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Nuclear bombs in North Carolina? North Carolina almost nuked off the map in 1961

Nuclear bombs in North Carolina? North Carolina almost nuked off the map in 1961
Nuclear bombs in North Carolina? North Carolina almost nuked off the map in 1961Wikimedia Commons

A declassified report released by the National Security Archive this week reveals that North Carolina was almost devastated by two nuclear bombs that literally fell out of a bomber class plane and, if not for the fact that the “wires did not touch,” the bombs would have exploded and killed hundreds of thousands.

Reports CNN on June 12: “On a January night in 1961, a U.S. Air Force bomber broke in half while flying over North Carolina. From the belly of the B-52 fell two bombs – two nuclear bombs that hit the ground near the city of Goldsboro. A disaster worse than the devastation wrought in Hiroshima and Nagasaki could have befallen the United States that night. But it didn't, thanks to a series of fortunate missteps.”

The telling headline read: "Multi-Megaton Bomb Was Virtually 'Armed' When It Crashed to Earth."

According to CNN, the incident was first detailed last year in the book "Command and Control" by Eric Schlosser. The documents released this week provided additional chilling details.

The “Goldsboro incident” occurred on Jan. 24, 1961. One of the two nuclear ordnance bombs on board was armed when it hit the ground near Goldsboro, N.C., according to the report released Monday.

Had the bomb’s triggering mechanism not been damaged in the fall, the weapon could have exploded, setting off the other bomb and causing one of the worst disasters in American history.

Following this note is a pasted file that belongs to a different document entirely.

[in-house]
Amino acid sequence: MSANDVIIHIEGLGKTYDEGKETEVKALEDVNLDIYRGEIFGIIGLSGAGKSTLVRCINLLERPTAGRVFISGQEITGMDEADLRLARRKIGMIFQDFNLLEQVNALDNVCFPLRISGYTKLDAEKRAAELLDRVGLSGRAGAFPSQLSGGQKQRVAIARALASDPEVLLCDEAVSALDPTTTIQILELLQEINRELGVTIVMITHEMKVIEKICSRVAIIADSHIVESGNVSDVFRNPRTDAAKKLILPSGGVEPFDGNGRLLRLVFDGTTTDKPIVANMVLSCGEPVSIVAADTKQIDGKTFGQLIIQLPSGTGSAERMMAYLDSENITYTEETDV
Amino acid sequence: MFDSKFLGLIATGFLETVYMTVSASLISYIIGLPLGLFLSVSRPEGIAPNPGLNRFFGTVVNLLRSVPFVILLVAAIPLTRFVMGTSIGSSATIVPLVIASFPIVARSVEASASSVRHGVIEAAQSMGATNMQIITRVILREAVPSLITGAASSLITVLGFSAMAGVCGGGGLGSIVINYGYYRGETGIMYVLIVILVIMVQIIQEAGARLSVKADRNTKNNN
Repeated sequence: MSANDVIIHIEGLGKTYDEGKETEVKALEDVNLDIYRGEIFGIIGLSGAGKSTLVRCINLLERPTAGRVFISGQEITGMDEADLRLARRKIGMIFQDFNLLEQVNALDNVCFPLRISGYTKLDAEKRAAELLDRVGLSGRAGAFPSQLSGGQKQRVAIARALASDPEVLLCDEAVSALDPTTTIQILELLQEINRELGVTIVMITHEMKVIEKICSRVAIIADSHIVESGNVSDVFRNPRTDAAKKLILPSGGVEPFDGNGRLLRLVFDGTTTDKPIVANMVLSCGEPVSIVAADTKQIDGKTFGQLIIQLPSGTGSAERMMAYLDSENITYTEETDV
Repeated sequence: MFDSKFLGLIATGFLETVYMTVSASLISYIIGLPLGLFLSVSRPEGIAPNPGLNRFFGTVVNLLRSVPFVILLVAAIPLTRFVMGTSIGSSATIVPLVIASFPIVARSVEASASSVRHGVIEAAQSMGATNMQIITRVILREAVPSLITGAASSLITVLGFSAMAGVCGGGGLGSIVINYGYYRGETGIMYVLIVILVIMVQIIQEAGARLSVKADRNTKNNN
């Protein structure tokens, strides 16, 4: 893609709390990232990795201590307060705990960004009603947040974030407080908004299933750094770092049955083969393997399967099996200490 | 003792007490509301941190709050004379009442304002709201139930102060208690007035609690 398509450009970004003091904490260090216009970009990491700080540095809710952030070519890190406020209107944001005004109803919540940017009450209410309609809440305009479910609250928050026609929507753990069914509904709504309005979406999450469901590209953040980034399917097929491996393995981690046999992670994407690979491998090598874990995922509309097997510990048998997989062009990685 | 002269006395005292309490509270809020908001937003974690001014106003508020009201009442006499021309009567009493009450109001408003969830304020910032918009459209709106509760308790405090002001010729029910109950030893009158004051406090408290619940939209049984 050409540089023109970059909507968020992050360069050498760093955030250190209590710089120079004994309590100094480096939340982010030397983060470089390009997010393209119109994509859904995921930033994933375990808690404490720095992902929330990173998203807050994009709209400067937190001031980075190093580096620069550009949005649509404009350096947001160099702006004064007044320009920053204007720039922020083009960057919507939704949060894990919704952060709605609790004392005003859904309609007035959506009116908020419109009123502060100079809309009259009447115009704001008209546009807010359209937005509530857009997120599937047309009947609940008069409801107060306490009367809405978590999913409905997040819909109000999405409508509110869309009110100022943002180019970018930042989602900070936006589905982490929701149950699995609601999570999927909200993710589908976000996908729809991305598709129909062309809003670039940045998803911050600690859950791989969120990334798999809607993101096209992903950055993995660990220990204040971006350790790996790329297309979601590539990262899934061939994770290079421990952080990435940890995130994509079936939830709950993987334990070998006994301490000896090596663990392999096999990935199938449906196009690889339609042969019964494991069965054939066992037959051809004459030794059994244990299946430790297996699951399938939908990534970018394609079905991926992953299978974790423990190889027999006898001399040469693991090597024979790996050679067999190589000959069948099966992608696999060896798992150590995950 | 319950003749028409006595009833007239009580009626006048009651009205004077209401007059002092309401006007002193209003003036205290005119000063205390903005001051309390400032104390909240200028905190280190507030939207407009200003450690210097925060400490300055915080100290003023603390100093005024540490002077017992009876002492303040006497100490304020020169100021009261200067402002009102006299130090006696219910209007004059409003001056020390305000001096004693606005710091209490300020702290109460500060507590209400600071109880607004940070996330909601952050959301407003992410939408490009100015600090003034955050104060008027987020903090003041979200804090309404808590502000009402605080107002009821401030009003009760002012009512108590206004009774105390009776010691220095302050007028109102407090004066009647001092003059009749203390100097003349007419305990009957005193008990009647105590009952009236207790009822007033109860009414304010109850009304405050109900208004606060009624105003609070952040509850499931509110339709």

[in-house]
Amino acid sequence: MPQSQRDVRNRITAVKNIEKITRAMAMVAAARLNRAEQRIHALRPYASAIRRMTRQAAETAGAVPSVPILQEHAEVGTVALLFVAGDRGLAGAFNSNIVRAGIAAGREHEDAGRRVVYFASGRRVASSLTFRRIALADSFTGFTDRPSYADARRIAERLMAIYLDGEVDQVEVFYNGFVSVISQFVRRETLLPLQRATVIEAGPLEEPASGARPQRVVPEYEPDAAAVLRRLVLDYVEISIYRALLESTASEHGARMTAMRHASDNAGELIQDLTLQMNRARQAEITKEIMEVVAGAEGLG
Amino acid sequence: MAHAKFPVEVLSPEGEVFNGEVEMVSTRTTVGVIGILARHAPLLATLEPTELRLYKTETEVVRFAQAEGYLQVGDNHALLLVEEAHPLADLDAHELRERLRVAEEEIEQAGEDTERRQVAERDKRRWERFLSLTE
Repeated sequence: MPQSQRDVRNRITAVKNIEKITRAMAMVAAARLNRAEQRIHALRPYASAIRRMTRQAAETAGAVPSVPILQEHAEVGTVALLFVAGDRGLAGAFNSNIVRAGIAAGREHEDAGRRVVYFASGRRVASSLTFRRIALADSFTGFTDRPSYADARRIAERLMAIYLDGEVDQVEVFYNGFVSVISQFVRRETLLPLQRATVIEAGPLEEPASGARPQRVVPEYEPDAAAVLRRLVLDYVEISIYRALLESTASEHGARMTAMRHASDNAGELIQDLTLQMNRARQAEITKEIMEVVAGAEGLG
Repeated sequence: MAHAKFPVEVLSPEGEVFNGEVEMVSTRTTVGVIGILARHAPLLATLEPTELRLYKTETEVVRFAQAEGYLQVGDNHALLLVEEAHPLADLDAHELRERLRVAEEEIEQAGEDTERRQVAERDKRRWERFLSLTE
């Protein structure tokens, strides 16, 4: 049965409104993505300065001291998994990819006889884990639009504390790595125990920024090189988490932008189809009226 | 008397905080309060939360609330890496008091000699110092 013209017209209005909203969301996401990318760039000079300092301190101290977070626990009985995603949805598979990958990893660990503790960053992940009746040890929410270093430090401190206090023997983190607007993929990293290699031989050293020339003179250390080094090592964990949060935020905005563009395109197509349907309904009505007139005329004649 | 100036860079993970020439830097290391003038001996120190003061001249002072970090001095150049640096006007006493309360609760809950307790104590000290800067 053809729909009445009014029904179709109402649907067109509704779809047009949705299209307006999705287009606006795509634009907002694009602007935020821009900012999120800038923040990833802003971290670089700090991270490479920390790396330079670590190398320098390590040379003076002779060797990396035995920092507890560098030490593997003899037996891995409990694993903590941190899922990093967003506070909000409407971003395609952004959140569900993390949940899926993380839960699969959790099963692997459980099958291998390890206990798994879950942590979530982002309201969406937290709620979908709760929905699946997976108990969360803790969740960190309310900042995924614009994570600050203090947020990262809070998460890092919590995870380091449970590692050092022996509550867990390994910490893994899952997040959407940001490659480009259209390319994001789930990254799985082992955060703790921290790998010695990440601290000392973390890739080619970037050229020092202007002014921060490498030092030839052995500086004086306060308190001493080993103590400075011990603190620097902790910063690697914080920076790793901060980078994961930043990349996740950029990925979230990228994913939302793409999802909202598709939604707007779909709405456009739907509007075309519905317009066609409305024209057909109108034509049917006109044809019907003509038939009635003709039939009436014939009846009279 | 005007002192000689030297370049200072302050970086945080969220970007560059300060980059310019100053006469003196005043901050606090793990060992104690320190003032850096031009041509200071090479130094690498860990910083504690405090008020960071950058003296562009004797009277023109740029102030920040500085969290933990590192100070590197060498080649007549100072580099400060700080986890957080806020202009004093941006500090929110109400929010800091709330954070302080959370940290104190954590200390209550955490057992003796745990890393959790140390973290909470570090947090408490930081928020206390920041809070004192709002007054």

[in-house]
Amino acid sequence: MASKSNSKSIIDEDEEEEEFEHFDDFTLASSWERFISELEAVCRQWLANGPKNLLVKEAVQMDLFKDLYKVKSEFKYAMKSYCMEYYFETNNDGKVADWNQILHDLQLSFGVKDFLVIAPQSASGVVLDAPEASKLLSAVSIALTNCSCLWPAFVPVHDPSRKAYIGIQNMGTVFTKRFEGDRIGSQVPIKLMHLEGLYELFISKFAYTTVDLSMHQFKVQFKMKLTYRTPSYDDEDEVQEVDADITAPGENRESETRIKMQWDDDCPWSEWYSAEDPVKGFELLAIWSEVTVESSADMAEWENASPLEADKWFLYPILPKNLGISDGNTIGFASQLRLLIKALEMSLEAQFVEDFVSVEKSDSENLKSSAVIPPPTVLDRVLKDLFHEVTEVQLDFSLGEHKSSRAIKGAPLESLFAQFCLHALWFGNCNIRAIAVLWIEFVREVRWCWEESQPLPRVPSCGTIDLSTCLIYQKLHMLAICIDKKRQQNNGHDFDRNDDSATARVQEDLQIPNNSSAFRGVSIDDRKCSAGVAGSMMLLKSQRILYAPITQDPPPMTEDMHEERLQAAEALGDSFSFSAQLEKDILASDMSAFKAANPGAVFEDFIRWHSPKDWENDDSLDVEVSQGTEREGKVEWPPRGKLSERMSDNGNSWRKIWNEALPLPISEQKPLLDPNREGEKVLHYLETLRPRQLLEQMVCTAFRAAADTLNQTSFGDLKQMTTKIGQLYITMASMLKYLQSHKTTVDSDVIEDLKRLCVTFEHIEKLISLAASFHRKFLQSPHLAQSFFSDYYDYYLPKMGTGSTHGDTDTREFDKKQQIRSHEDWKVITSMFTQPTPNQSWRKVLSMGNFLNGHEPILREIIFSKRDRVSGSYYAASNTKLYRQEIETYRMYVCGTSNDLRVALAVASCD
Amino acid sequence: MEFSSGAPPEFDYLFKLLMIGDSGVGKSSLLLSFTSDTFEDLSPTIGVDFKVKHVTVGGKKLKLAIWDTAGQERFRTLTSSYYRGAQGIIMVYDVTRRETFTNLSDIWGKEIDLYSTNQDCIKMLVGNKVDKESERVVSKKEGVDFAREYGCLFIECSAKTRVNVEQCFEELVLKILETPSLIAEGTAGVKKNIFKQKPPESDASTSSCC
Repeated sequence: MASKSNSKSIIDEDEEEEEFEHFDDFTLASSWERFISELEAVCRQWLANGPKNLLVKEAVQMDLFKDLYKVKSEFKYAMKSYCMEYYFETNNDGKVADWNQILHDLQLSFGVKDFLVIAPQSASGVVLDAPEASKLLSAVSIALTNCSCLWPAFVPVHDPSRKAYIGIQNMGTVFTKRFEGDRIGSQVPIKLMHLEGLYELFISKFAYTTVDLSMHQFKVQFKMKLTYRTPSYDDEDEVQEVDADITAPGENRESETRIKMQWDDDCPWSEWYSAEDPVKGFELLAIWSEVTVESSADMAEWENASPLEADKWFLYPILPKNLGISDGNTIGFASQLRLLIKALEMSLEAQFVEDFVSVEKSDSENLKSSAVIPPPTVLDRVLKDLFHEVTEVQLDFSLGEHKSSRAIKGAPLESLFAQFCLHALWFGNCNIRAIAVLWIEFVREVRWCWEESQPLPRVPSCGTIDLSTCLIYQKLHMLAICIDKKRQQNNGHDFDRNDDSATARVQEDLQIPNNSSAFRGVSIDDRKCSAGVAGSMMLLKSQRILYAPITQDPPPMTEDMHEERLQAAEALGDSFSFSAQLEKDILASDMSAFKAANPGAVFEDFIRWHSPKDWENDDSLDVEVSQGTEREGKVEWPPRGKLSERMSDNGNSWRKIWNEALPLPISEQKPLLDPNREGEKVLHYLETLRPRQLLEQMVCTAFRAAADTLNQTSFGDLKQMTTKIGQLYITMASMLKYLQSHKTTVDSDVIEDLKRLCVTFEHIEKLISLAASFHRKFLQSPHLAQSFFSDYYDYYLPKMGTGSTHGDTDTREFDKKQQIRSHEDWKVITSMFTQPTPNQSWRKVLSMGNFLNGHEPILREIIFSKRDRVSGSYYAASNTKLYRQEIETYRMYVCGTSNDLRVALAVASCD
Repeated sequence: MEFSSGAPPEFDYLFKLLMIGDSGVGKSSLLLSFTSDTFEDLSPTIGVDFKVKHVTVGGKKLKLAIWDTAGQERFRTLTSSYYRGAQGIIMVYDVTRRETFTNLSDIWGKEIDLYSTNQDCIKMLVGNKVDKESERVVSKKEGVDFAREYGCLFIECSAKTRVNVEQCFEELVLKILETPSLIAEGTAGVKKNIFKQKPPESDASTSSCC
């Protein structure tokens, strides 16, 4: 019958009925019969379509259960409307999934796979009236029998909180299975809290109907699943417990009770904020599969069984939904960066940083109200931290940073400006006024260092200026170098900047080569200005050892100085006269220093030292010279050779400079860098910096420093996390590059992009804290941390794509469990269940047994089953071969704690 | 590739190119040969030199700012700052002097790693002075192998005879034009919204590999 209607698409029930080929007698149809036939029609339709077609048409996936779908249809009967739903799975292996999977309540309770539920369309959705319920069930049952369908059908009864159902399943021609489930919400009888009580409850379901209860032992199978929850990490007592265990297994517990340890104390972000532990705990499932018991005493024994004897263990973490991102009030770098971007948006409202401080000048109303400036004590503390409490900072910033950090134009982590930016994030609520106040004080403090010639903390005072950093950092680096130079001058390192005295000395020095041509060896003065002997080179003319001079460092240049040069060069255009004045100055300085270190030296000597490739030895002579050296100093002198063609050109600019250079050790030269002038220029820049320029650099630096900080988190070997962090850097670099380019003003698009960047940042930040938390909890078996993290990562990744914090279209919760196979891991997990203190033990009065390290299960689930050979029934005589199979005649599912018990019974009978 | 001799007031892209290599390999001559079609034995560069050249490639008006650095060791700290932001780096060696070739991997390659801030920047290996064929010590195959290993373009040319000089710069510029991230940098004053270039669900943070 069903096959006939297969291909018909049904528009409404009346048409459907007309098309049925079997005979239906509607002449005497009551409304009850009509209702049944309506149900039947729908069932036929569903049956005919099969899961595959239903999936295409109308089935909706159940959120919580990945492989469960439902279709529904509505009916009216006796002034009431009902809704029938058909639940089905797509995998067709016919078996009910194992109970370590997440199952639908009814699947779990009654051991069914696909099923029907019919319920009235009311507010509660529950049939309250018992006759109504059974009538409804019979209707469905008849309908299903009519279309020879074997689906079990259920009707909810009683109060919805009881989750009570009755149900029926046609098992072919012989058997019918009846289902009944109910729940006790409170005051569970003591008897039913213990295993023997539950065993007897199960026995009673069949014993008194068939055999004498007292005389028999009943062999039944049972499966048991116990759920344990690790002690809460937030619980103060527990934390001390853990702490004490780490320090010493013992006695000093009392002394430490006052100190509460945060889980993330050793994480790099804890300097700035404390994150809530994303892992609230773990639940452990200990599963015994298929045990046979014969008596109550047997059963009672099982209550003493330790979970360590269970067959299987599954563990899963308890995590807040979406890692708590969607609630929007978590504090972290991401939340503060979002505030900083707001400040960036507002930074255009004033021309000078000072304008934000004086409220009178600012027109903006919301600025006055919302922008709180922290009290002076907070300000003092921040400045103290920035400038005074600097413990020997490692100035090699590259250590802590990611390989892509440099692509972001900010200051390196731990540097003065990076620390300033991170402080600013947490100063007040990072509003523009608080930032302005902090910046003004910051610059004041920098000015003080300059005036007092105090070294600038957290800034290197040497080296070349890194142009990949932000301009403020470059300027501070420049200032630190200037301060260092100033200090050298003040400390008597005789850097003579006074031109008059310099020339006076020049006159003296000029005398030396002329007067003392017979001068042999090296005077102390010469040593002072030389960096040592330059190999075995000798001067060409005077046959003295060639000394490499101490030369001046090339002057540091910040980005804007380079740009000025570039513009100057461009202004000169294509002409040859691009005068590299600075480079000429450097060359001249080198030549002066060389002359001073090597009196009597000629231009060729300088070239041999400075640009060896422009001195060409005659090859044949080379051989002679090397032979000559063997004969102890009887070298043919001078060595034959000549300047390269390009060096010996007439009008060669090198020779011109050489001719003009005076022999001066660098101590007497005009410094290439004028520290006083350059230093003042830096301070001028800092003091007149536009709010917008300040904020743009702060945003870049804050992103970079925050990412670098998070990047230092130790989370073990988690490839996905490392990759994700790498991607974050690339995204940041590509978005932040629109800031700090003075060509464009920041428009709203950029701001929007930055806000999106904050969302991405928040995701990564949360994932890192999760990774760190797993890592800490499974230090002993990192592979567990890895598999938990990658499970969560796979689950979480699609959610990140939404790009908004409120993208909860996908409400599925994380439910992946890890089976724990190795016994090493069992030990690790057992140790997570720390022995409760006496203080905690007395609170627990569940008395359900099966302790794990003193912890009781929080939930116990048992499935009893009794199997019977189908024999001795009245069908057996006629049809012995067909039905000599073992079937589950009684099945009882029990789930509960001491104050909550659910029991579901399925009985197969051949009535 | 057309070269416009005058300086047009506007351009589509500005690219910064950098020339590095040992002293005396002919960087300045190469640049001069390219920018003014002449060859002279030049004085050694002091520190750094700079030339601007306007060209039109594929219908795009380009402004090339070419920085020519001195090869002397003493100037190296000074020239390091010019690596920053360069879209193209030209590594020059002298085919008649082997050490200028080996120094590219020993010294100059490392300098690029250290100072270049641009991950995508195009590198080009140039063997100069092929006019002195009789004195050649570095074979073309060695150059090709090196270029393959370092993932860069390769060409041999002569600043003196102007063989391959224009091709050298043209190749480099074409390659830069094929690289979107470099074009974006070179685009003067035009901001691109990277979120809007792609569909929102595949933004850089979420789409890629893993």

Bill Burr of the National Security Archives released a statement this week about the near catastrophe:

“The report implied that because Weapon 2 landed in a free-fall, without the parachute operating, the timer did not initiate the bomb’s high voltage battery, a step in the arming sequence,” Burr wrote. “For Weapon 2, the Arm/Safe switch was in the ‘safe’ position, yet it was virtually armed because the impact shock had rotated the indicator drum to the ‘armed’ position. But the shock also damaged the switch contacts, which had to be intact for the weapon to detonate.”

Burr concluded:

“Perhaps this is what Secretary of Defense Robert McNamara had in mind, a few years later, when he observed that, ‘by the slightest margin of chance, literally the failure of two wires to cross, a nuclear explosion was averted.’”

Three U.S. Air Force personnel flying the B-52 died that day, though the incident could have been far worse.